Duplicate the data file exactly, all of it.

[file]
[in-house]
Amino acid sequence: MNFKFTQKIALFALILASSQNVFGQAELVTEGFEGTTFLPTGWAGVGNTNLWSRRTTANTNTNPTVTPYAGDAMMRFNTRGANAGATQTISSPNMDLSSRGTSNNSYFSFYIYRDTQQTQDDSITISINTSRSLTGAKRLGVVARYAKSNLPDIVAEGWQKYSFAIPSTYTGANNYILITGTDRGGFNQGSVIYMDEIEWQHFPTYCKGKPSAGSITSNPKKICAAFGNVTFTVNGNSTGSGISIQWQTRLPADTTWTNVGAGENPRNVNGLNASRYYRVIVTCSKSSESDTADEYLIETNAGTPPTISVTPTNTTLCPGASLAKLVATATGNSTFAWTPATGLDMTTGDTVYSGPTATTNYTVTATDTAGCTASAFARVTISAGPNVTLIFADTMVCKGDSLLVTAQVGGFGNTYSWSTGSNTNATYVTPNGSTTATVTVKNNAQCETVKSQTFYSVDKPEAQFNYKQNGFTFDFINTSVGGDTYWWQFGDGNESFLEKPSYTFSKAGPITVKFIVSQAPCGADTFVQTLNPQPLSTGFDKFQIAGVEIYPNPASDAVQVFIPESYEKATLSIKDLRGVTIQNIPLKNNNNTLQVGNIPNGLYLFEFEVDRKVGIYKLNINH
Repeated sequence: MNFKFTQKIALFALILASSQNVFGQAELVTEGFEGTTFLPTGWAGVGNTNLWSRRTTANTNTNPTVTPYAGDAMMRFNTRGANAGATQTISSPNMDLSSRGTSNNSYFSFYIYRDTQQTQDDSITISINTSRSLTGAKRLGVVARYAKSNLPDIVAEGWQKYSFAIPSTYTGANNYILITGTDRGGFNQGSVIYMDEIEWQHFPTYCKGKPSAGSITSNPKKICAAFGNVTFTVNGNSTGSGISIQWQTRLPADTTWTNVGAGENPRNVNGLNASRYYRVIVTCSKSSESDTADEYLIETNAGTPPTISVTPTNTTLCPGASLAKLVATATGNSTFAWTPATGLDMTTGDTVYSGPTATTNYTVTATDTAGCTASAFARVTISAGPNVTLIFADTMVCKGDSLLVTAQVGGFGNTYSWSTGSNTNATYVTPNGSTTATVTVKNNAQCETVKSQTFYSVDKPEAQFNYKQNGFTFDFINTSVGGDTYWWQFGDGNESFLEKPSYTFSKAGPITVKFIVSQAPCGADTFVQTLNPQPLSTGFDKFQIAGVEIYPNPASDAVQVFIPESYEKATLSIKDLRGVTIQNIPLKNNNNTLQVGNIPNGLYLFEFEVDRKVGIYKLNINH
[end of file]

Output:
[in-house]
Amino acid sequence: MNFKFTQKIALFALILASSQNVFGQAELVTEGFEGTTFLPTGWAGVGNTNLWSRRTTANTNTNPTVTPYAGDAMMRFNTRGANAGATQTISSPNMDLSSRGTSNNSYFSFYIYRDTQQTQDDSITISINTSRSLTGAKRLGVVARYAKSNLPDIVAEGWQKYSFAIPSTYTGANNYILITGTDRGGFNQGSVIYMDEIEWQHFPTYCKGKPSAGSITSNPKKICAAFGNVTFTVNGNSTGSGISIQWQTRLPADTTWTNVGAGENPRNVNGLNASRYYRVIVTCSKSSESDTADEYLIETNAGTPPTISVTPTNTTLCPGASLAKLVATATGNSTFAWTPATGLDMTTGDTVYSGPTATTNYTVTATDTAGCTASAFARVTISAGPNVTLIFADTMVCKGDSLLVTAQVGGFGNTYSWSTGSNTNATYVTPNGSTTATVTVKNNAQCETVKSQTFYSVDKPEAQFNYKQNGFTFDFINTSVGGDTYWWQFGDGNESFLEKPSYTFSKAGPITVKFIVSQAPCGADTFVQTLNPQPLSTGFDKFQIAGVEIYPNPASDAVQVFIPESYEKATLSIKDLRGVTIQNIPLKNNNNTLQVGNIPNGLYLFEFEVDRKVGIYKLNINH
Repeated sequence: MNFKFTQKIALFALILASSQNVFGQAELVTEGFEGTTFLPTGWAGVGNTNLWSRRTTANTNTNPTVTPYAGDAMMRFNTRGANAGATQTISSPNMDLSSRGTSNNSYFSFYIYRDTQQTQDDSITISINTSRSLTGAKRLGVVARYAKSNLPDIVAEGWQKYSFAIPSTYTGANNYILITGTDRGGFNQGSVIYMDEIEWQHFPTYCKGKPSAGSITSNPKKICAAFGNVTFTVNGNSTGSGISIQWQTRLPADTTWTNVGAGENPRNVNGLNASRYYRVIVTCSKSSESDTADEYLIETNAGTPPTISVTPTNTTLCPGASLAKLVATATGNSTFAWTPATGLDMTTGDTVYSGPTATTNYTVTATDTAGCTASAFARVTISAGPNVTLIFADTMVCKGDSLLVTAQVGGFGNTYSWSTGSNTNATYVTPNGSTTATVTVKNNAQCETVKSQTFYSVDKPEAQFNYKQNGFTFDFINTSVGGDTYWWQFGDGNESFLEKPSYTFSKAGPITVKFIVSQAPCGADTFVQTLNPQPLSTGFDKFQIAGVEIYPNPASDAVQVFIPESYEKATLSIKDLRGVTIQNIPLKNNNNTLQVGNIPNGLYLFEFEVDRKVGIYKLNINH